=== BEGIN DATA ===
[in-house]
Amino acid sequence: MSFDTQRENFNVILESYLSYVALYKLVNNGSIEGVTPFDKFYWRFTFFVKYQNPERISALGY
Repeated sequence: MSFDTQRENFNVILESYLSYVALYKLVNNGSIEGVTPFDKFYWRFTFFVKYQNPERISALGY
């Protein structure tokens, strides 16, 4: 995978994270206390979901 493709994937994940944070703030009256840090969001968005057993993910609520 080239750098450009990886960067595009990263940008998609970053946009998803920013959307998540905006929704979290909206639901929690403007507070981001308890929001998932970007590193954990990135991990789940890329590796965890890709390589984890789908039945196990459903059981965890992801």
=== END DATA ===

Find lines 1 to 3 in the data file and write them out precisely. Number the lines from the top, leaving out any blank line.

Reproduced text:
[in-house]
Amino acid sequence: MSFDTQRENFNVILESYLSYVALYKLVNNGSIEGVTPFDKFYWRFTFFVKYQNPERISALGY
Repeated sequence: MSFDTQRENFNVILESYLSYVALYKLVNNGSIEGVTPFDKFYWRFTFFVKYQNPERISALGY